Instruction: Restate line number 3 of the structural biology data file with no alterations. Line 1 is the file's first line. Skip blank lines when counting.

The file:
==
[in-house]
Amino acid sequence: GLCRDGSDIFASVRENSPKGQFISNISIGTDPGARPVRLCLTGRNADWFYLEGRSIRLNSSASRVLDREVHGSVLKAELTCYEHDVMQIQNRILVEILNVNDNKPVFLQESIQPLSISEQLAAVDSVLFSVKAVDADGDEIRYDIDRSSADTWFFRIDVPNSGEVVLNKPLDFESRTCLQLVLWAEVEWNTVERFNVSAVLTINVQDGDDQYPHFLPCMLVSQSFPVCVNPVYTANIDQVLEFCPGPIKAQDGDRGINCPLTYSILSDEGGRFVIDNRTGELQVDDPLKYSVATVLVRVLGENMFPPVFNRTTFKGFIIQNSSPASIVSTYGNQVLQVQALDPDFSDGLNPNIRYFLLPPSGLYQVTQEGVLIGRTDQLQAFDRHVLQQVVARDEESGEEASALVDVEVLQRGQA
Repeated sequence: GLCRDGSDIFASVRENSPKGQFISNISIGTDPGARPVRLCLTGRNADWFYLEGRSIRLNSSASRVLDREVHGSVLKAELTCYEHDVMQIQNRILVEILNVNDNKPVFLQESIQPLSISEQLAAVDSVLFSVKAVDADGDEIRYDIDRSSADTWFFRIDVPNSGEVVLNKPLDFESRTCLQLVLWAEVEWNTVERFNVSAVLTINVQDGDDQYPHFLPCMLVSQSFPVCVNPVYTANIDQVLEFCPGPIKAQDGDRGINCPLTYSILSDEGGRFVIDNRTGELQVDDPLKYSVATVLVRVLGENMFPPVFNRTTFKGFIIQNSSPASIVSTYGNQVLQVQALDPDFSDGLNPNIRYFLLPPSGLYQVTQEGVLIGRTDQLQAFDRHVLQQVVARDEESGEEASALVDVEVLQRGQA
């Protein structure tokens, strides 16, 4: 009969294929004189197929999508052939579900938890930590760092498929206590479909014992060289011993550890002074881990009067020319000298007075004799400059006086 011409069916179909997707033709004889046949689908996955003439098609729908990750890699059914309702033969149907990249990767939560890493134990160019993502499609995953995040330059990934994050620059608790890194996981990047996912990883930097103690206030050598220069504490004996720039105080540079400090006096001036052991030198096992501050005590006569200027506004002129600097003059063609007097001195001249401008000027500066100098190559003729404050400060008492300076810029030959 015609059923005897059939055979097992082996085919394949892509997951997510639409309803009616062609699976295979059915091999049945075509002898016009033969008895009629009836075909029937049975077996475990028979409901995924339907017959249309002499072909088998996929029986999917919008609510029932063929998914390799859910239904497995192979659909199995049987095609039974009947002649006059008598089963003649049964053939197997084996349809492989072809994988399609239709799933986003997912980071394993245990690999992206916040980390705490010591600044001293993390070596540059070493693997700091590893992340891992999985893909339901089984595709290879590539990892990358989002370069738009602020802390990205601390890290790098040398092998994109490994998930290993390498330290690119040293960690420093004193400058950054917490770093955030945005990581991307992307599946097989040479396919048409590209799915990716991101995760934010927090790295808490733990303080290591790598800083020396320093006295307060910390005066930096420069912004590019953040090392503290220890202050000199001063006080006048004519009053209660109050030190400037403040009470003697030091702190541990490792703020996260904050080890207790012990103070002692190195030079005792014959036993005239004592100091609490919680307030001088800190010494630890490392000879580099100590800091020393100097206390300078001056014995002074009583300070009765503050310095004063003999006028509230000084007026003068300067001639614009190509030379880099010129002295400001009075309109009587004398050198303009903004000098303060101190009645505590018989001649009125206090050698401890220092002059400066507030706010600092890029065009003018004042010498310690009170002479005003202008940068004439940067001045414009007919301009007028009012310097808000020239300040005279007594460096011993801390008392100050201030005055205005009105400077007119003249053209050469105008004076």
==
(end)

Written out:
Repeated sequence: GLCRDGSDIFASVRENSPKGQFISNISIGTDPGARPVRLCLTGRNADWFYLEGRSIRLNSSASRVLDREVHGSVLKAELTCYEHDVMQIQNRILVEILNVNDNKPVFLQESIQPLSISEQLAAVDSVLFSVKAVDADGDEIRYDIDRSSADTWFFRIDVPNSGEVVLNKPLDFESRTCLQLVLWAEVEWNTVERFNVSAVLTINVQDGDDQYPHFLPCMLVSQSFPVCVNPVYTANIDQVLEFCPGPIKAQDGDRGINCPLTYSILSDEGGRFVIDNRTGELQVDDPLKYSVATVLVRVLGENMFPPVFNRTTFKGFIIQNSSPASIVSTYGNQVLQVQALDPDFSDGLNPNIRYFLLPPSGLYQVTQEGVLIGRTDQLQAFDRHVLQQVVARDEESGEEASALVDVEVLQRGQA